Beefy Boxes and Bandwidth Generously Provided by pair Networks
Keep It Simple, Stupid

elegant way of handling hash?

by Anonymous Monk
on Jan 19, 2006 at 09:29 UTC ( #524164=perlquestion: print w/replies, xml ) Need Help??

Anonymous Monk has asked for the wisdom of the Perl Monks concerning the following question:

Hi , I am storing huge number of variables in a hash.
my %replacehash; $replacehash{TEMP1} = "contains TEMP1"; $replacehash{TEMP2} = "contains TEMP2"; $replacehash{TEMP3} = "contains TEMP3"; $replacehash{TEMP4} = "contains TEMP4"; ....
where TEMP1,TEMP2,... are variables and the values are got using API's.but over here i have used some junk data. Is there elegant way of handling this ? instead of assigning each key with a value,i mean something like "foreach" loop? Thanks.

Replies are listed 'Best First'.
Re: elegant way of handling hash?
by g0n (Priest) on Jan 19, 2006 at 10:22 UTC
    The context of your problem is still not entirely clear. Still, this example does what you ask for:

    use strict; use warnings; my @methodcalls = qw (getExeName getTempName); my @getDataMethods = qw (getNameType); my $obj = Foo->new(); my %hash; my $counter=0; for my $call (@methodcalls) { $hash{"temp".$counter} = $obj->$call; $counter++; } for my $call (@getDataMethods) { $hash{"temp".$counter} = $obj->getData->$call; $counter++; } for (keys %hash) { print "$_\t $hash{$_}\n"; } package Foo; sub new { return bless \{}, shift; } sub getExeName { return "exename"; } sub getTempName { return "tempname"; } sub getData { return shift; } sub getNameType { return "nametype"; }

    Note that the getData->getNameType call has to be treated separately from the simple method calls. If you have other (possibly more complex) chained methods, you'll have to adapt the code to handle those as well (unless someone can think of a better way?)

    Update: As BrowserUK has said, the chained methods can be done with a string eval. It's a slow and ugly way of doing it, but it works:

    use strict; use warnings; my $obj = Foo->new(); my %hash; my $counter=0; my @methodcalls = qw (getExeName getTempName getData->getNameType); for my $call (@methodcalls) { my $evalstring = "\$obj->$call"; $hash{"temp".$counter} = eval($evalstring); $counter++; } for (keys %hash) { print "$_\t $hash{$_}\n"; }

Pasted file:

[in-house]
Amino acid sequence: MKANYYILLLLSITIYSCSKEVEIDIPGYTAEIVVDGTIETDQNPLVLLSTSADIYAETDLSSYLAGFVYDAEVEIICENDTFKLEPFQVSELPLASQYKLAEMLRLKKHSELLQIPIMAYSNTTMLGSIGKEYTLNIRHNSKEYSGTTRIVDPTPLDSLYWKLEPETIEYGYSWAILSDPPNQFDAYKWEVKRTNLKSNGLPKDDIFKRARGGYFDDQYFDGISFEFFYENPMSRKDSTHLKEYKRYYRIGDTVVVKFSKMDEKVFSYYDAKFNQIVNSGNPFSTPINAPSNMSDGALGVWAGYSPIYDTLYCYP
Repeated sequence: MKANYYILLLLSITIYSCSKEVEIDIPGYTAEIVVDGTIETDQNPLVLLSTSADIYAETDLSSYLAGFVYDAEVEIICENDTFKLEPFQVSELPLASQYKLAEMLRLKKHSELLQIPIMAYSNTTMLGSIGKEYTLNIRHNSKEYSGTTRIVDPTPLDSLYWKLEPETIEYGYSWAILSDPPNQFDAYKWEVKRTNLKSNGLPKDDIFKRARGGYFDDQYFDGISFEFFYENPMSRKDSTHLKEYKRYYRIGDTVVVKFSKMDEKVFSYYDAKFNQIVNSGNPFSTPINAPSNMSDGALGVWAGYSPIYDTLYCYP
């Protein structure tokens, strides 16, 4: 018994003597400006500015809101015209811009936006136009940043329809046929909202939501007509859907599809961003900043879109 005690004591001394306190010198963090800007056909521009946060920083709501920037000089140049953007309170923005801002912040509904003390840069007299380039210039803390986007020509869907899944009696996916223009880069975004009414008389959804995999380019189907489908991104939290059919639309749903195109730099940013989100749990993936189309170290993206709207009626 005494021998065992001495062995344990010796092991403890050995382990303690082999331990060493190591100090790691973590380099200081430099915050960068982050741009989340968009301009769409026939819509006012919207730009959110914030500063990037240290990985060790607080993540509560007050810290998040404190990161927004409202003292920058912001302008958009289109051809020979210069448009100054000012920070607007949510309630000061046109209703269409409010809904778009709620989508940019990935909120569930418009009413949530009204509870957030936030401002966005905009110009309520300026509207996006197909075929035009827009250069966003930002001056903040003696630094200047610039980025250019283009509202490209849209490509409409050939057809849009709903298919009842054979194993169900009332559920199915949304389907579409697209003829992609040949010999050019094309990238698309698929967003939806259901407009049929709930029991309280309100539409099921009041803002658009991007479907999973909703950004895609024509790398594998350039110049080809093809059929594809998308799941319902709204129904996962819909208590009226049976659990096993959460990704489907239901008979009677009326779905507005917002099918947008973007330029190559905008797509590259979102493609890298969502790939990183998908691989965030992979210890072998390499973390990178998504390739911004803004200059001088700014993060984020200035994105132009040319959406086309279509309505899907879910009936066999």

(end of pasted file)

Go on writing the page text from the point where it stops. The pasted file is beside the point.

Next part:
"If there is such a phenomenon as absolute evil, it consists in treating another human being as a thing."

    John Brunner, "The Shockwave Rider".

Re: elegant way of handling hash?
by dorward (Curate) on Jan 19, 2006 at 09:38 UTC

    It mostly depends on how you get the data from the API. Its quite likely that a foreach loop (or a while loop) will get the job done, but not easy to say without knowing exactly how you are getting the data in the first place!

      hi doward, i will try to be more clear .
      my %replacehash; $replacehash{TEMP1} = $flow->getExeName(); $replacehash{TEMP2} = $flow->getTempName(); $replacehash{TEMP3} = $flow->getData()->getNameType(); ....
      All the API's are different .

        You can do the first two quite easily

        @replacehash{ map{ "TEMP$_" } 1 .. 2 } = map{ $flow->$_ } qw[getExeName getTempName];

        Doing the third one, with the double level of indirection, would probably require a string eval.

        Whether you should do this is another matter entirely. It would have to be a pretty long list to warrent it, and even then you would probably be better having the $flow class provide an API that returned the hash. That way the construction need only be done once and the user of the $flow object can just do

        my %replacehash = $flow->getAll();

        Examine what is said, not who speaks -- Silence betokens consent -- Love the truth but pardon error.
        Lingua non convalesco, consenesco et abolesco. -- Rule 1 has a caveat! -- Who broke the cabal?
        "Science is about questioning the status quo. Questioning authority".
        In the absence of evidence, opinion is indistinguishable from prejudice.

        You could try

        my %replacehash = ( TEMP1 => $flow->getExeName(), TEMP2 => $flow->getTempName(), TEMP3 => $flow->getData()->getNameType(), )
        (If you call a method with no arguments, like here, you could also omit the empty pair of parentheses, but that's not the point here.)


        my %replacehash; @replacehash{map { "TEMP$_" } 1 .. 3} = ( $flow->getExeName(), $flow->getTempName(), $flow->getData()->getNameType(), )
Re: elegant way of handling hash?
by blazar (Canon) on Jan 19, 2006 at 09:51 UTC
    my %replacementhash = map { $_="TEMP$_"; $_ => "contains $_"} 1..4;

    Seriously, it all really depends, on how you actually get the values, i.e. on your APIs. Probably a for or a while loop are the best way to go. Hard to tell anyway, without seeing real code...

Re: elegant way of handling hash?
by Anonymous Monk on Jan 19, 2006 at 09:52 UTC
    How do you define "variables"? How/what/means "are got using API"? Elegant way of what?
Re: elegant way of handling hash?
by mojotoad (Monsignor) on Jan 19, 2006 at 10:44 UTC
    I refer you to my exegesis.


Log In?

What's my password?
Create A New User
Node Status?
node history
Node Type: perlquestion [id://524164]
Approved by GrandFather
and the web crawler heard nothing...

How do I use this? | Other CB clients
Other Users?
Others scrutinizing the Monastery: (3)
As of 2020-08-13 12:22 GMT
Find Nodes?
    Voting Booth?
    Which rocket would you take to Mars?

    Results (71 votes). Check out past polls.